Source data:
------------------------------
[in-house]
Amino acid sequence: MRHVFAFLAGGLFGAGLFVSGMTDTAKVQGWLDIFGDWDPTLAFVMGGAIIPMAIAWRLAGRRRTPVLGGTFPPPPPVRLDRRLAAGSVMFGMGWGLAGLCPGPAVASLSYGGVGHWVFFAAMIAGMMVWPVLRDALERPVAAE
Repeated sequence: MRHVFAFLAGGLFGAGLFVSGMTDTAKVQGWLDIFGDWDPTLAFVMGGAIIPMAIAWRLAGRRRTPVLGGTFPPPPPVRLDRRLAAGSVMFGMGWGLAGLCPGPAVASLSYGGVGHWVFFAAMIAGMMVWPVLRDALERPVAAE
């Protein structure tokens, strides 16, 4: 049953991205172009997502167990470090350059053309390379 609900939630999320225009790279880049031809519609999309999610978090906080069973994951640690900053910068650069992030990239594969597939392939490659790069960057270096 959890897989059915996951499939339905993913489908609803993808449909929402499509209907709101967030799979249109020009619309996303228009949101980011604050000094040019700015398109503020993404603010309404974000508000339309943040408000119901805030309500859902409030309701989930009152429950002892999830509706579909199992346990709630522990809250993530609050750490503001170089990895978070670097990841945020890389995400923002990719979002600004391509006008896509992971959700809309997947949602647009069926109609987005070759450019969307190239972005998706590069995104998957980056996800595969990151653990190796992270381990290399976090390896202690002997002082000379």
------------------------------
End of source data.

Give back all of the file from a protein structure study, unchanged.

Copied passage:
[in-house]
Amino acid sequence: MRHVFAFLAGGLFGAGLFVSGMTDTAKVQGWLDIFGDWDPTLAFVMGGAIIPMAIAWRLAGRRRTPVLGGTFPPPPPVRLDRRLAAGSVMFGMGWGLAGLCPGPAVASLSYGGVGHWVFFAAMIAGMMVWPVLRDALERPVAAE
Repeated sequence: MRHVFAFLAGGLFGAGLFVSGMTDTAKVQGWLDIFGDWDPTLAFVMGGAIIPMAIAWRLAGRRRTPVLGGTFPPPPPVRLDRRLAAGSVMFGMGWGLAGLCPGPAVASLSYGGVGHWVFFAAMIAGMMVWPVLRDALERPVAAE
């Protein structure tokens, strides 16, 4: 049953991205172009997502167990470090350059053309390379 609900939630999320225009790279880049031809519609999309999610978090906080069973994951640690900053910068650069992030990239594969597939392939490659790069960057270096 959890897989059915996951499939339905993913489908609803993808449909929402499509209907709101967030799979249109020009619309996303228009949101980011604050000094040019700015398109503020993404603010309404974000508000339309943040408000119901805030309500859902409030309701989930009152429950002892999830509706579909199992346990709630522990809250993530609050750490503001170089990895978070670097990841945020890389995400923002990719979002600004391509006008896509992971959700809309997947949602647009069926109609987005070759450019969307190239972005998706590069995104998957980056996800595969990151653990190796992270381990290399976090390896202690002997002082000379």